I am currently reading “The Great Omission” by Dallas Willard, as part of my morning devotions.
Willard’s “thing” is discipleship and the spiritual disciplines, and he has become an important influence upon many believers who are searching for something deeper than just “doing church”.
The spiritual disciplines include such things as prayer, fasting (which in our culture should also include “technology fasting”, e.g., turning off the mobile and not blogging!), Sabbath keeping, solitude and generosity.
And, of course, reading is also a spiritual discipline. One of Rick Warren’s stock phrases is, “Leaders are readers!” I know people in leadership positions who do not read, but the lack of this discipline shows itself just as an absence of the other disciplines will always leave us exposed at some point.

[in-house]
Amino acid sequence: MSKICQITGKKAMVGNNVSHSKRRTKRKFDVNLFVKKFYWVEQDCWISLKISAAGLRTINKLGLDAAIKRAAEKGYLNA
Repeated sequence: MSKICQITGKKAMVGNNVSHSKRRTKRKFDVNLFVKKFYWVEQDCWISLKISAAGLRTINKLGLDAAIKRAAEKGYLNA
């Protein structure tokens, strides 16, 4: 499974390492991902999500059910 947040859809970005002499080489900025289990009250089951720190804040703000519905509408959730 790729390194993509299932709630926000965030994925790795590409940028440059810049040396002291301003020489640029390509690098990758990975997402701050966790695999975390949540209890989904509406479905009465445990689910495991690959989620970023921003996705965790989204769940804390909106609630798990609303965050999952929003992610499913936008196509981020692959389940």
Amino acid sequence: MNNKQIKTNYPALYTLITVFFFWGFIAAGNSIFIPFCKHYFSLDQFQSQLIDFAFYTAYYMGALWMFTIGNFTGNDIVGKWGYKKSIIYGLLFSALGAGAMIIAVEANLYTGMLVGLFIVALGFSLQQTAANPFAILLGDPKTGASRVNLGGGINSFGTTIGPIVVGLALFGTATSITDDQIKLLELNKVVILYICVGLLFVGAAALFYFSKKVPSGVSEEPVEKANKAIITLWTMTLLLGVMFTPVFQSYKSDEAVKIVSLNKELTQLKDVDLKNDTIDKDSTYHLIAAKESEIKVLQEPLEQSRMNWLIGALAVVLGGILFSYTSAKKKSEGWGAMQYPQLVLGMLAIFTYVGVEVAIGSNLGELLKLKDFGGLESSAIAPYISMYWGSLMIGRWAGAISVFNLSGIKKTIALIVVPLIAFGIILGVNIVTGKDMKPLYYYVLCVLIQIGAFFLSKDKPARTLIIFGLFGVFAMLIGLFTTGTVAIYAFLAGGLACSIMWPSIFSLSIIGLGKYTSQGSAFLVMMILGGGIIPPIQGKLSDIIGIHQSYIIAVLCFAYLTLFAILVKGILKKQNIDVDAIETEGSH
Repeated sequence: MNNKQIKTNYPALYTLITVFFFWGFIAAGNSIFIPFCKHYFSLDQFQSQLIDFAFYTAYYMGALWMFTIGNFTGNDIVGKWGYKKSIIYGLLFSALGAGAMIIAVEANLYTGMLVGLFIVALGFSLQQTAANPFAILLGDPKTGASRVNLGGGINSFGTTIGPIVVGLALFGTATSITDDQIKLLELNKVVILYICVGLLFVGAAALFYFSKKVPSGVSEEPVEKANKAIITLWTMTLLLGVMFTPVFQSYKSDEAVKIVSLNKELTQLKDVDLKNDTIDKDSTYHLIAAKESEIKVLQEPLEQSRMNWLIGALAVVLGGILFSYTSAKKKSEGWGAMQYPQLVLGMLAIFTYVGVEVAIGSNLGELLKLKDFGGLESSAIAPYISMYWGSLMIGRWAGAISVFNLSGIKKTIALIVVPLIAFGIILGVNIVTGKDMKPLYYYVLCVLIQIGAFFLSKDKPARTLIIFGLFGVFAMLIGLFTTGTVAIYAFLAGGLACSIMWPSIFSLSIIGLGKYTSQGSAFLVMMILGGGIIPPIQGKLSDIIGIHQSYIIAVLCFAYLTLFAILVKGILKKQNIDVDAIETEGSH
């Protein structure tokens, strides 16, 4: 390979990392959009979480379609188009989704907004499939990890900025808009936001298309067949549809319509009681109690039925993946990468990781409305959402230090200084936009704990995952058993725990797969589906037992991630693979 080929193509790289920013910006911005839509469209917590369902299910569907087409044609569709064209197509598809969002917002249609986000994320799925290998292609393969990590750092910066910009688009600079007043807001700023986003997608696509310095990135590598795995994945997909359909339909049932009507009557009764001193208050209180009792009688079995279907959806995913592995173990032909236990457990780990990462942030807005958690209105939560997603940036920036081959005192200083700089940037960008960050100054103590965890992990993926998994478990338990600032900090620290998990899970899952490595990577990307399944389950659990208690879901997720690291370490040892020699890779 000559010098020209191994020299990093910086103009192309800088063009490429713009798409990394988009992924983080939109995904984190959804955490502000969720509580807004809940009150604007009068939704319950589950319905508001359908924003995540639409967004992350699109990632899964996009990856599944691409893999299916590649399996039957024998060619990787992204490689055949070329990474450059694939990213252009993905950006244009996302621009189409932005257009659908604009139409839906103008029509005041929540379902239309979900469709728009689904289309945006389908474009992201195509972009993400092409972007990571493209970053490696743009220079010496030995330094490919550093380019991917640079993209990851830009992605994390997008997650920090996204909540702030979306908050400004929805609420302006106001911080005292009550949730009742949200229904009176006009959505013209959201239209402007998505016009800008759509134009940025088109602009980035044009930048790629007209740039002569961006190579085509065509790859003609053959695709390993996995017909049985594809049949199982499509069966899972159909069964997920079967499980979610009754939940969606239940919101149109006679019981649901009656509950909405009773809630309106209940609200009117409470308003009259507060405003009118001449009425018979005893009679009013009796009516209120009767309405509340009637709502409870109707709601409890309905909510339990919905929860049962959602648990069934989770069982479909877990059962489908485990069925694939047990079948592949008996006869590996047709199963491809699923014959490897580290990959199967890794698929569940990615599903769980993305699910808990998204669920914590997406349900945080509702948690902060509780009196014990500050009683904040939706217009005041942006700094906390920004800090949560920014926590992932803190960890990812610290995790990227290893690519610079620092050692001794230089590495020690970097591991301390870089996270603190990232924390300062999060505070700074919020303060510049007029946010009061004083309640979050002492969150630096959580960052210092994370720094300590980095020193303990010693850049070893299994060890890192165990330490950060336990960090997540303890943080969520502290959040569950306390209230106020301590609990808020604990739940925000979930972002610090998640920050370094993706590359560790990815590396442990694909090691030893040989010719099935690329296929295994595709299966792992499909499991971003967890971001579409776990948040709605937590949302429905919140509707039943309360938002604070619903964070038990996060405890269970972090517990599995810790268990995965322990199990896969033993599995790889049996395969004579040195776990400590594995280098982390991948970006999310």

Without discipline we inevitably end up shallow, and shallowness is opposed to grace.
Willard writes: “Grace is opposed to earning, not to effort. And it is well-directed, decisive, and sustained effort that is the key to the keys of the Kingdom and to the life of restful power in ministry and life that those keys open to us.”
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